If you’re just starting out, your rookie physical therapy practice may not have as much business metric data as your more senior counterparts. But that’s okay, because you’ve got something that they don’t: The opportunity to create a metric-centric culture from the start. And that’s huge. Not only do you want the business metrics themselves, but you also want the culture that supports a constantly improving mode of operation. (Now, this isn’t to say that clinics that have been around the block a few times can’t establish this type of culture—it just might be a little more challenging.) That being said, let’s get started. Here are five ways to create the metric-centric culture you want:

1. Set a good example.

As an owner, director, manager, or lead therapist, all eyes are on you—and everyone else is going to take their cues based on how you act, so lead by example. Otherwise you run the risk of losing your followers’ trust. If you want your staff to believe in the power of the metric, you should, too. Measure your processes, analyze the findings, and then tweak everything appropriately. Re-measure, and start again. If you make it a priority—in your words and your actions—others will follow suit.

2. Be willing to change course.

As I mentioned in a previous post, you shouldn’t get stuck in metrics that are no longer beneficial to you or your practice. If you do, you’ll end up sounding like a broken record, and your once-inspired team will start to dread metrics because they’ll seem like a lot of work with very little payoff. Instead, constantly evaluate the impact of your metrics, and disregard them the minute they no longer serve your practice. Trust me, tasking a staff member with tracking the revenue generated from a dormant Yellow Page ad is going to generate more resentment than appreciation.

3. Take action based on your findings.

Once you’ve measured a specific metric, take action based on your findings. Metrics won’t serve you if you’re not using them to constantly strive for something better—and your staff won’t see how using metrics to set goals will help you actually achieve them. Now, that doesn’t mean that every time you notice a slight change in one of your measurements, you have to take some extreme action to compensate. Instead, make a small tweak and measure again. Then repeat. (I love the subtitle of this metrics article: “Only measure what you mean to act upon.”)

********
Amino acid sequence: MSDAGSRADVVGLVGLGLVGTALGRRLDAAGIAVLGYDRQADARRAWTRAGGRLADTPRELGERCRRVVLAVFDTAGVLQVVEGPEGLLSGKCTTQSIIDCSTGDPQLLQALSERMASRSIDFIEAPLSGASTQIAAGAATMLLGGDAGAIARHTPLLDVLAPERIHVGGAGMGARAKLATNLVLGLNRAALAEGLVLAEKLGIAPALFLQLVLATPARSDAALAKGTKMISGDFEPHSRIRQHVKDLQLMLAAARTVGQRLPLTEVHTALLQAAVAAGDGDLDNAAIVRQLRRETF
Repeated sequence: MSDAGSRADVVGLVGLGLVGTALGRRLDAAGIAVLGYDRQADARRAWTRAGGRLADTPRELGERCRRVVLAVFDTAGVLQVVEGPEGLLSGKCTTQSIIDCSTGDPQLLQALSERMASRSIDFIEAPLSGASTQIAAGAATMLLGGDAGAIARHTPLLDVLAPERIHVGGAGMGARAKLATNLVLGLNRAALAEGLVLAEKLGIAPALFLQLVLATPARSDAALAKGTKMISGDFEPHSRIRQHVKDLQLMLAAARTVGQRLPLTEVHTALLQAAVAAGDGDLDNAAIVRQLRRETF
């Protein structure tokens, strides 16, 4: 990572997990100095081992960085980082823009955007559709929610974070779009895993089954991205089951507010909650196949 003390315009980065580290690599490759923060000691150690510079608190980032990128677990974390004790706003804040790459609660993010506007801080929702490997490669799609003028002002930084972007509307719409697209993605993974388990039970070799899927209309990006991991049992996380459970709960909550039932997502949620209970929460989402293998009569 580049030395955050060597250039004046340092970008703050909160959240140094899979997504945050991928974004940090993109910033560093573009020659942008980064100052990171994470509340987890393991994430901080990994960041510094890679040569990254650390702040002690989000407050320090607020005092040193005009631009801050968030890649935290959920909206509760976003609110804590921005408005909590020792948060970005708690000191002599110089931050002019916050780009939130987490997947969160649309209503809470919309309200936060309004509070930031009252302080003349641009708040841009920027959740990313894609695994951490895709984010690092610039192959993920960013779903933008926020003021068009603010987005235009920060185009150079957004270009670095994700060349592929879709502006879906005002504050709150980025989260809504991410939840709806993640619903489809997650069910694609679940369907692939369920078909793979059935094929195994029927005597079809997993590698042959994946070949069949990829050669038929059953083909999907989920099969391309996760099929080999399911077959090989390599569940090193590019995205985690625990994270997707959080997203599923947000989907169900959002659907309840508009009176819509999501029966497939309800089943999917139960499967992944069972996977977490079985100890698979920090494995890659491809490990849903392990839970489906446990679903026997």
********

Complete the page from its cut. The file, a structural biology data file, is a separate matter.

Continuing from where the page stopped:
4. Celebrate your progress.

Want people to share your vision? Make it fun! Celebrate your team’s successes—no matter how small. Get everyone involved in every step of the process and don’t sweat it when tweaks produce less-than-ideal results. Tweak something else, and then measure it again. A good leader (metric-centric or otherwise) is able to choose perspectives—what the author of this article refers to as, “zoom in, zoom out”—to focus on the big picture and the small details without getting bogged down by either. A constantly improving way of life—or business—is a long-term goal, not a short-term one, so there are bound to be some ups and downs along the way.

As Brooke Andrus writes in this article, it also doesn’t hurt to turn this sort of thing into a game—one that “reinforces your company culture and rewards those who embody your cultural values.”

5. Hire like-minded people.

Speaking of embodying your cultural values, the best way to ensure you create the culture you want is to hire people who embody your cultural values. In this article, Charlotte Bohnett explains that new hires whose personal culture aligns with your business’s “live up to expectations faster.” She continues on to say that, “If a new hire shares your values and understands how the business operates, he or she can adapt more easily.” In other words, he or she will “swim rather than sink—and...start swimming sooner.”


What else could you—or do you already—do in your practice to create or maintain a metric-centric culture? Tell us in the comments section below.

Triumph in the Triple-Aim Game: The Healthcare Executive’s Guide to Readmission Reduction, Patient Safety Promotion, and ACO Success - Regular BannerTriumph in the Triple-Aim Game: The Healthcare Executive’s Guide to Readmission Reduction, Patient Safety Promotion, and ACO Success - Small Banner
  • Year of the Monkey? More Like Year of Metrics Image

    articleJan 7, 2016 | 7 min. read

    Year of the Monkey? More Like Year of Metrics

    Welcome to 2016! As we kick off another year of informative blog content, the Chinese zodiac calendar also resets—and 2016 is the Year of the Monkey. Those born in monkey years—including yours truly—are said to possess such character traits as cleverness and curiosity. We monkeys are playful, and we thrive on challenge. The monkey is just one of 12 Chinese zodiac signs, though, and each sign has its own characteristics. (You want to research your sign now, …

  • 6 Steps to Giving Meaningful Feedback in the Workplace Image

    articleSep 26, 2016 | 7 min. read

    6 Steps to Giving Meaningful Feedback in the Workplace